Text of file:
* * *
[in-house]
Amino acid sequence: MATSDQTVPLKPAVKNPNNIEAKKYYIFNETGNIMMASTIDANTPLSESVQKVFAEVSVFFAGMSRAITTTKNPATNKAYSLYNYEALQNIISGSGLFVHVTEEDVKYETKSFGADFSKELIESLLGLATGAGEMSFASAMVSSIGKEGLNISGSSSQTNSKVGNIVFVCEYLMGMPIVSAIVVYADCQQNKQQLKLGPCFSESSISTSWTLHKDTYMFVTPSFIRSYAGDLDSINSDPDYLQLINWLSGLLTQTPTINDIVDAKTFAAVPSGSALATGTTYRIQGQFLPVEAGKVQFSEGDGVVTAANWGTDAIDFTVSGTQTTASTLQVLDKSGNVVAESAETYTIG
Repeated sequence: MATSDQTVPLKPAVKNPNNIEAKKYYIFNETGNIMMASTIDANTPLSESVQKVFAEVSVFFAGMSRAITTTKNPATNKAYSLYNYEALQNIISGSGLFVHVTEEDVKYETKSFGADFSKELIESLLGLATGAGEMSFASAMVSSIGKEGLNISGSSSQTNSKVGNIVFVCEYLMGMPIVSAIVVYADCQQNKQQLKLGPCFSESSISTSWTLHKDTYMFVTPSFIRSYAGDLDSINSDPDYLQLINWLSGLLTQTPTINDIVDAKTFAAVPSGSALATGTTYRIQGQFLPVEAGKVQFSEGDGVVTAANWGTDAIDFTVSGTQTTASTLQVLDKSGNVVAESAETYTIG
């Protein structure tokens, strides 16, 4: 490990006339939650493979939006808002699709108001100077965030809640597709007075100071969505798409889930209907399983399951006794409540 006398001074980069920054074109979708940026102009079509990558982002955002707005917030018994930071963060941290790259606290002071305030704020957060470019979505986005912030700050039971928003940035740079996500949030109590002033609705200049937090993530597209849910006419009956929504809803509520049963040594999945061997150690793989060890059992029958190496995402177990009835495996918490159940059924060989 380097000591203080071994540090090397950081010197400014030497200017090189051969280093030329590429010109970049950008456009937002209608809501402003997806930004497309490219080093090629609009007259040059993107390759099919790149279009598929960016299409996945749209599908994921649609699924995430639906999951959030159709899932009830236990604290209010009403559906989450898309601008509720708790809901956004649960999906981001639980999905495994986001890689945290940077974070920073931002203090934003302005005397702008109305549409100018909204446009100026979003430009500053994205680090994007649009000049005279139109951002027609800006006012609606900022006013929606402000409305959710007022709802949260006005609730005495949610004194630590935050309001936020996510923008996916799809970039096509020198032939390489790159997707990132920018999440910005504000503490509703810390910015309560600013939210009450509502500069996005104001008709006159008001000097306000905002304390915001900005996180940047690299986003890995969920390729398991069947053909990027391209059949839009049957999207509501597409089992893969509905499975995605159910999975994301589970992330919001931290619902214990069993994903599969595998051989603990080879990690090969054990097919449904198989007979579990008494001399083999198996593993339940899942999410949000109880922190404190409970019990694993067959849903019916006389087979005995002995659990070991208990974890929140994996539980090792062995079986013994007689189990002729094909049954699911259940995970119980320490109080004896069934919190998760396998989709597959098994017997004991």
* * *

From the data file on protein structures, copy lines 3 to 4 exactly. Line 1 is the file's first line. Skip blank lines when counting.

Repeated sequence: MATSDQTVPLKPAVKNPNNIEAKKYYIFNETGNIMMASTIDANTPLSESVQKVFAEVSVFFAGMSRAITTTKNPATNKAYSLYNYEALQNIISGSGLFVHVTEEDVKYETKSFGADFSKELIESLLGLATGAGEMSFASAMVSSIGKEGLNISGSSSQTNSKVGNIVFVCEYLMGMPIVSAIVVYADCQQNKQQLKLGPCFSESSISTSWTLHKDTYMFVTPSFIRSYAGDLDSINSDPDYLQLINWLSGLLTQTPTINDIVDAKTFAAVPSGSALATGTTYRIQGQFLPVEAGKVQFSEGDGVVTAANWGTDAIDFTVSGTQTTASTLQVLDKSGNVVAESAETYTIG
């Protein structure tokens, strides 16, 4: 490990006339939650493979939006808002699709108001100077965030809640597709007075100071969505798409889930209907399983399951006794409540 006398001074980069920054074109979708940026102009079509990558982002955002707005917030018994930071963060941290790259606290002071305030704020957060470019979505986005912030700050039971928003940035740079996500949030109590002033609705200049937090993530597209849910006419009956929504809803509520049963040594999945061997150690793989060890059992029958190496995402177990009835495996918490159940059924060989 380097000591203080071994540090090397950081010197400014030497200017090189051969280093030329590429010109970049950008456009937002209608809501402003997806930004497309490219080093090629609009007259040059993107390759099919790149279009598929960016299409996945749209599908994921649609699924995430639906999951959030159709899932009830236990604290209010009403559906989450898309601008509720708790809901956004649960999906981001639980999905495994986001890689945290940077974070920073931002203090934003302005005397702008109305549409100018909204446009100026979003430009500053994205680090994007649009000049005279139109951002027609800006006012609606900022006013929606402000409305959710007022709802949260006005609730005495949610004194630590935050309001936020996510923008996916799809970039096509020198032939390489790159997707990132920018999440910005504000503490509703810390910015309560600013939210009450509502500069996005104001008709006159008001000097306000905002304390915001900005996180940047690299986003890995969920390729398991069947053909990027391209059949839009049957999207509501597409089992893969509905499975995605159910999975994301589970992330919001931290619902214990069993994903599969595998051989603990080879990690090969054990097919449904198989007979579990008494001399083999198996593993339940899942999410949000109880922190404190409970019990694993067959849903019916006389087979005995002995659990070991208990974890929140994996539980090792062995079986013994007689189990002729094909049954699911259940995970119980320490109080004896069934919190998760396998989709597959098994017997004991």